Doug Patton describes himself as a recovering political speechwriter who agrees with himself much more often than not. Now working as a freelance writer, his weekly columns of sage political analysis are published the world over by legions of discerning bloggers, courageous webmasters and open-minded newspaper editors. Astute supporters and inane detractors alike are encouraged to e-mail him with their pithy comments at dougpatton@cox.net.

Obama’s missed opportunity on the debt

By , Published: December 4

Fred Hiatt

So after all the talk about fiscal balance and responsible choices, the pre-Christmas rush in Washington has come down to this: one more belly-up to the middle-class tax-cut bar.

If, as seems likely, enough Republicans manage to overcome their sometime scruples and join President Obama before last call, Washington will prove once more that bipartisanship is alive and well — as long as it is in the service of digging the deficit hole deeper.

With unemployment at 8.6 percent, extending the payroll tax cut for another year is the right thing to do.

The problem lies in it being the only fiscal accomplishment of the Christmas season.

In principle, Obama has other items on his wish list. He’d like to extend unemployment benefits. Pay for those and the tax cuts, too. Build more roads and keep more teachers and police officers on the job. Even, in theory, reduce the long-term debt. After all, the mantra is short-term stimulus, long-term balance, restore confidence.

But the president has drawn only one line in the sand, issued only one non-negotiable demand, insisted on only one achievement without which he will fight Congress going home for the holidays: extending the payroll tax cut.

His rhetoric risks transforming this giveaway, like so many “temporary” giveaways before it, into something permanent. This one was supposed to be different, because it siphons money from the supposedly sacrosanct Social Security trust fund.

Now, though, Obama says anyone favoring a return to normal is voting for an unconscionable tax hike on the struggling middle class. His logic will fit nicely into Grover Norquist’s narrative a year from now when the Bush tax cuts, including on the wealthy, are due to expire.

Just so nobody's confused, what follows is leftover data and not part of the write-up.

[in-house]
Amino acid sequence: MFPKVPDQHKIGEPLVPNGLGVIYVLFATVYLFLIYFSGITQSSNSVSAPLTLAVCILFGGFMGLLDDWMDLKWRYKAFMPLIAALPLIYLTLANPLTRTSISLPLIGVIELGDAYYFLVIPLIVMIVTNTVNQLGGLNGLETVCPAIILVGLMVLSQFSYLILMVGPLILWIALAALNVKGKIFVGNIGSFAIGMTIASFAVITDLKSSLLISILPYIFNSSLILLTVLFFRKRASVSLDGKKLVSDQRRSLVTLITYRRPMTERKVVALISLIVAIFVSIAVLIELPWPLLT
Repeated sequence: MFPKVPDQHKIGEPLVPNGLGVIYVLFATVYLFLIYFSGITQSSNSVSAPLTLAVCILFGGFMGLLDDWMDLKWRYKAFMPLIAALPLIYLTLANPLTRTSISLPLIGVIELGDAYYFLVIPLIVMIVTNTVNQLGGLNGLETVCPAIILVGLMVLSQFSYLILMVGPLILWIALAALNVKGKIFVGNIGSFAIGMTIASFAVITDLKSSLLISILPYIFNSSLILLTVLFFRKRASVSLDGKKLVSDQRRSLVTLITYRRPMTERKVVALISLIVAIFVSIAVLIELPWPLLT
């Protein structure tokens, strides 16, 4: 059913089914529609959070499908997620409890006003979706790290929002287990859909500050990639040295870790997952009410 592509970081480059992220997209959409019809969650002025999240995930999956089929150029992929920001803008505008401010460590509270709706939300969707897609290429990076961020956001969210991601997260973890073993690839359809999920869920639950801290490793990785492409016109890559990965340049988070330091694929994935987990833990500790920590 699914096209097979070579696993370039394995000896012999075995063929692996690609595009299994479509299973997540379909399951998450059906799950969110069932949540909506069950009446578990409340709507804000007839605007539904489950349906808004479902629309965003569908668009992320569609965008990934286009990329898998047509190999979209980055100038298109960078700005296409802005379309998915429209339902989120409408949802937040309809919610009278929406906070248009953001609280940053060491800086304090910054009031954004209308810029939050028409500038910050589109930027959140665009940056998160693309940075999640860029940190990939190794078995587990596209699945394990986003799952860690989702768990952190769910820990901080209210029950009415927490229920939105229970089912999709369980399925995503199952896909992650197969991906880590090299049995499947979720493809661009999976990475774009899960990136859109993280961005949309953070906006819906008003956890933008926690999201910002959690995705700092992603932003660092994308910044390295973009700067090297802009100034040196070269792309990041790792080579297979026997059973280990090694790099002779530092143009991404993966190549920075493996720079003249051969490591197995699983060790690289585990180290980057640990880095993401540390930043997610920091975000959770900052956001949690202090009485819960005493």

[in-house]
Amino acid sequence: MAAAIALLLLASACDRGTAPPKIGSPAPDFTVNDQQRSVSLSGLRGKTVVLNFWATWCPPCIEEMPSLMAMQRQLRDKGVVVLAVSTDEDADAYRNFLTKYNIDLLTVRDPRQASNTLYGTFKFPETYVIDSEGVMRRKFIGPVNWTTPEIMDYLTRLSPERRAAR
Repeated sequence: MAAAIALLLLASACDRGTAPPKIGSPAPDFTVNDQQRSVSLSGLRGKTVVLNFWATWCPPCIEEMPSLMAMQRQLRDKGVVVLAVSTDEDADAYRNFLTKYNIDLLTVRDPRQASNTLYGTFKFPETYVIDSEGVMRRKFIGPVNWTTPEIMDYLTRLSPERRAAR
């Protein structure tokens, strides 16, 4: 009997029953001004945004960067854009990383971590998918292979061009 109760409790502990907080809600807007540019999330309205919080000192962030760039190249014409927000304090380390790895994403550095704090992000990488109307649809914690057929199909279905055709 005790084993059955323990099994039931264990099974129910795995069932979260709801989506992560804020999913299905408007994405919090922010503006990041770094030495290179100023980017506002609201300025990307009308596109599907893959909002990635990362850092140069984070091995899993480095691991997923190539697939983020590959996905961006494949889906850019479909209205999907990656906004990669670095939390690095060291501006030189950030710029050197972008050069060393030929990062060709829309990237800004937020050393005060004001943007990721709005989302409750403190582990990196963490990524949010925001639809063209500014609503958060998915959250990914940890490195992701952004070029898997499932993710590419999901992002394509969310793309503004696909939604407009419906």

I asked an administration official what level of unemployment would justify an end to the Social Security tax break — 7.5 percent? 7 percent? I didn’t get a direct answer. It seems unlikely that anyone, a year from now, will argue that working Americans no longer need a break.

But the official said the problem can be worked out as part of a larger package of tax reform.

Tax reform is the answer to all problems, for Republicans and Democrats alike. We’ll “close the loopholes” and “broaden the base” and “lower the rates.” It sounds terrific, as long as you pretend that the loopholes consist of things such as private jet depreciation, the president’s favorite example and one that costs the government, in the great red-ink scheme of things, almost nothing.

Eventually, though, someone will have to explain to voters that the only way tax reform works is by limiting their deductions for mortgage interest, charitable giving, state and local taxes, and employer-provided health care. At that point it will become savagely clear that one man’s loophole is another man’s birthright.

And it’s not only by increasing the debt that this tax cut makes an eventual solution more difficult. The proposals Congress is considering to “pay for” this cut, meant to prove its fiscal discipline, ironically also make a grand deal more difficult.

Democrats want to increases taxes on million-dollar earners; Republicans want to charge high earners more for Medicare. In an age of growing inequality and out-of-control entitlement spending, both measures may make sense, but both will be needed in the hard bargaining ahead. Commit 10 years of them now for a one-year shot in the arm, and the bargaining gets that much tougher.

The economy still needs stimulus, and Obama is hardly the first incumbent to want to give voters a present as he gears up for reelection. Fifteen hundred dollars in each of our pockets will be a handy conversation-opener on the campaign trail, for the president and members of Congress alike.

That’s good politics.

Drawing one additional line in the sand, for at least a down payment on the long-term debt, would have been good leadership.

That true leadership also might make for good politics is a chance that, so far, no one has been willing to take.

fredhiatt@washpost.com

$15T Federal Debt Equals $160,545 for Each Full-Time Private-Sector American Worker

By Terence P. Jeffrey  November 16, 2011

(CNSNews.com) – The U.S. Treasury Department reported on Wednesday that as of the close of business on Tuesday the federal government’s debt had exceeded $15 trillion for the first time in the nation’s history–hitting precisely $15,033,607,255,920.32.

The Bureau of Labor Statisticsestimated that there were 93,641,000 full-time private sector workers in the United States in 2010 (and 18,073,000 full-time workers in federal, state and local government). That means the $15.0336 trillion federal debt equals approximately 160,545 per full-time private sector worker.

Given that the Census Bureau estimates there were approximately 76,089,045 families in the United States in 2010, the federal debt equals approximately $197,579 for each American family